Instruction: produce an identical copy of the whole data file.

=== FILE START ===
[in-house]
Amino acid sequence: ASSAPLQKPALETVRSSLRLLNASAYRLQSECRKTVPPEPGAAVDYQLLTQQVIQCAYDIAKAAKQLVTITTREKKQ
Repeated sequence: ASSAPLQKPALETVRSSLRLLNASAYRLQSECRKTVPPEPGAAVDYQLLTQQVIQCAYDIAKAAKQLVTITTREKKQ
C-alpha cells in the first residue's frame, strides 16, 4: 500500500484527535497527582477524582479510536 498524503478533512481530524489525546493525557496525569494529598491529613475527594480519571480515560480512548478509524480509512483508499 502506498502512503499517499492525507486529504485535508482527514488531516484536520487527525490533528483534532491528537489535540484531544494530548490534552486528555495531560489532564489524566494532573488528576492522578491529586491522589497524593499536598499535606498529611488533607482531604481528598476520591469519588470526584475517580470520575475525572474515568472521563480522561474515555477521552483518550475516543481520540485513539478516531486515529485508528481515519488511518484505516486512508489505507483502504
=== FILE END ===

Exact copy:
[in-house]
Amino acid sequence: ASSAPLQKPALETVRSSLRLLNASAYRLQSECRKTVPPEPGAAVDYQLLTQQVIQCAYDIAKAAKQLVTITTREKKQ
Repeated sequence: ASSAPLQKPALETVRSSLRLLNASAYRLQSECRKTVPPEPGAAVDYQLLTQQVIQCAYDIAKAAKQLVTITTREKKQ
C-alpha cells in the first residue's frame, strides 16, 4: 500500500484527535497527582477524582479510536 498524503478533512481530524489525546493525557496525569494529598491529613475527594480519571480515560480512548478509524480509512483508499 502506498502512503499517499492525507486529504485535508482527514488531516484536520487527525490533528483534532491528537489535540484531544494530548490534552486528555495531560489532564489524566494532573488528576492522578491529586491522589497524593499536598499535606498529611488533607482531604481528598476520591469519588470526584475517580470520575475525572474515568472521563480522561474515555477521552483518550475516543481520540485513539478516531486515529485508528481515519488511518484505516486512508489505507483502504